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Baked Acorn Squash

Updated on November 20, 2011
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Sweet Acorn Squash

Acorn squash is a prize for any number of reasons. It's available year round, it's inexpensive, it's easy to prepare, and high in fiber, as well as rich in Vitamins A and C, beta carotene, magnesium and calcium. The best part though? It's delicious!

I love this little lovely, especially because it's one of those veggies that are great for working with children - especially those who tend to be skittish or look at vegetables askance. You know the look - eyebrow cocked, eyes wide, nostrils slightly flared - "you do NOT expect me to eat THAT?" Well yes, yes I do. I think of Acorn Squash as a great 'bridge' veggie - because it's easy to work with it as either a sweet or savory application, it's fabulous to begin an introduction with it. Start off making it this way - rather sweet like pumpkin or sweet potatoes, dress that up with butter, brown sugar and cinnamon, and even the pickiest Little Darlings will think you've handed them desert first.

As they get used to it, you can gradually swap the brown sugar for maple sugar, or honey. Cut back the 'sweeter' spices and begin adding a touch of cumin, a little thyme, a bit of Parmesan or goat cheese....see? I've used that sneaky little method to get carrots, cauliflower, butternut, zucchini, crookneck squash, cantaloupe and pumpkin all into my children's regular diets. Start 'em off sweet until they know they like it, then they're far more willing to begin eating the food in more applications. I'm sneaky that way - and no apologies for it. I've got no problem using any method that works to make sure they end up well rounded eaters.

A couple of things to keep in mind...

Acorn squash is a tough nut to crack. Ok - it's a squash, but it's very hard. Be super careful when cutting them. They're also extremely difficult to peel - so don't try. If you roast them off (or steam, or boil, or microwave) before you try to remove the shell, it'll go far more easily. Baking them is super, super easy.

Don't skip the water in the baking dish during baking - it keeps the skins from scorching. That won't affect the inside except indirectly - if the skins scorch the smell will infuse the flesh and that's nasty. And if you like toasted pumpkin seeds - you'll love toasting the seeds of this squash as well. Treat them exactly the same for a great, healthy, crunchy little snack or an extra treat to sprinkle on a salad.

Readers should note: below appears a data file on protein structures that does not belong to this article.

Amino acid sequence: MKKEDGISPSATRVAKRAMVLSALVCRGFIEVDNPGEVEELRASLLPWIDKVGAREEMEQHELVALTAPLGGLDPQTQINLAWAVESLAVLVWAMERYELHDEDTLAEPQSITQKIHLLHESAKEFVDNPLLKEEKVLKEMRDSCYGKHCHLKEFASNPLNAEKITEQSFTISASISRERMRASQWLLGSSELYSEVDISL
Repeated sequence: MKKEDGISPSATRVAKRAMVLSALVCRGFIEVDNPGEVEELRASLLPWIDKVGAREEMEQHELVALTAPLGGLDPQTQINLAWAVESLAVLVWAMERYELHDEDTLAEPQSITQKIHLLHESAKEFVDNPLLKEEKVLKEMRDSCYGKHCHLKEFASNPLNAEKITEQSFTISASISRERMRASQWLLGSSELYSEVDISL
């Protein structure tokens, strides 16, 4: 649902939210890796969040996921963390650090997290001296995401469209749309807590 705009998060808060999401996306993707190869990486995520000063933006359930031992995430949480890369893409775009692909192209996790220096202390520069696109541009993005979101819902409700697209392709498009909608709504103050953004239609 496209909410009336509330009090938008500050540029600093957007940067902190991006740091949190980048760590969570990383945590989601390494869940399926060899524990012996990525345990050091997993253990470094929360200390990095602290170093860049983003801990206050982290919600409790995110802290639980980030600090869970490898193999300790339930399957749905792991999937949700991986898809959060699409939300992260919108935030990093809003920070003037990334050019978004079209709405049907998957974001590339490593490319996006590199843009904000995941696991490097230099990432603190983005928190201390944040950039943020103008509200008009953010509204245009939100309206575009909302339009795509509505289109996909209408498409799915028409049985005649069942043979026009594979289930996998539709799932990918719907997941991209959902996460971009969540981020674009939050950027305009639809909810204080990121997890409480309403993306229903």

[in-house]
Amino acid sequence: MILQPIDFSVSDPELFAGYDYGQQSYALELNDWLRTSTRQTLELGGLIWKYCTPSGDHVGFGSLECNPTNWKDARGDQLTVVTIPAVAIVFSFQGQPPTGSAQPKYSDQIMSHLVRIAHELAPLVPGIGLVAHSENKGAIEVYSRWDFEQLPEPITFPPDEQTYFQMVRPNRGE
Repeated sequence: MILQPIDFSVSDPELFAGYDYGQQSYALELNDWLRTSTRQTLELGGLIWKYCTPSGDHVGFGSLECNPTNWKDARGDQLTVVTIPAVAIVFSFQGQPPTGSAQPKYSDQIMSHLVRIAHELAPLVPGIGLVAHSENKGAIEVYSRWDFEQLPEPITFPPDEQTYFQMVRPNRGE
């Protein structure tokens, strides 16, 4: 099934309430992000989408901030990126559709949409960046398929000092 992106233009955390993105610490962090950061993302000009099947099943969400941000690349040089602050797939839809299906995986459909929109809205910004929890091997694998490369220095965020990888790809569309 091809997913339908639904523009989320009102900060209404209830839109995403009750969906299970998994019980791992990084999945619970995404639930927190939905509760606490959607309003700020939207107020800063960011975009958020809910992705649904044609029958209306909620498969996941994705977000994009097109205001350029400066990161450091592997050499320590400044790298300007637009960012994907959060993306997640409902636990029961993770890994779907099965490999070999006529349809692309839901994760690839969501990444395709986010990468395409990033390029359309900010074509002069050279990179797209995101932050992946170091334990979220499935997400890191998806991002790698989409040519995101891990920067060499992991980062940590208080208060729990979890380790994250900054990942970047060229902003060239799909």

If you have a wobbly squash that won't sit straight, trim a bit off the back side so it'll sit level. If they aren't level, the filing just drains out, and you want it inside where it'll infuse the flesh with deliciousness.

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 For each two servings, you'll need:

  • 1 Acorn Squash, halved

For each half, you'll need:

  • 1 1/2 Tb of butter
  • kosher salt, a pinch
  • 1 Tbl brown sugar
  • 1 tsp maple syrup or honey
  • a pinch of cinnamon
  1. Preheat oven to 400F.
  2. Place about 1/2 cup of water in the bottom of a baking dish.
  3. Scoop the seeds and gunk from the inside of each squash half. If you wish to separate the seeds to roast, simply rub the pulp under water to release as many as possible, set the seeds on paper towels to dry, and proceed.
  4. Score the inside of each squash half with a paring knife. Into each half, place the butter, brown sugar, pinch of salt and cinnamon, and a drizzle of the maple syrup or honey.
  5. Bake the squash for 1 hour to 1 1/4 hours. You'll want the tip of a paring knife to pierce the flesh very easily - and undercooked acorn squash is NOT lovely, so if there's any resistance at all, put the squash back in for another quarter of an hour.
  6. That's it! remove the squash from the casserold to plate, and drizzle some of the syrupy stuff from the middle over the flesh. I serve them in their skins and diners simply scoop the goodness out right there! You're done!

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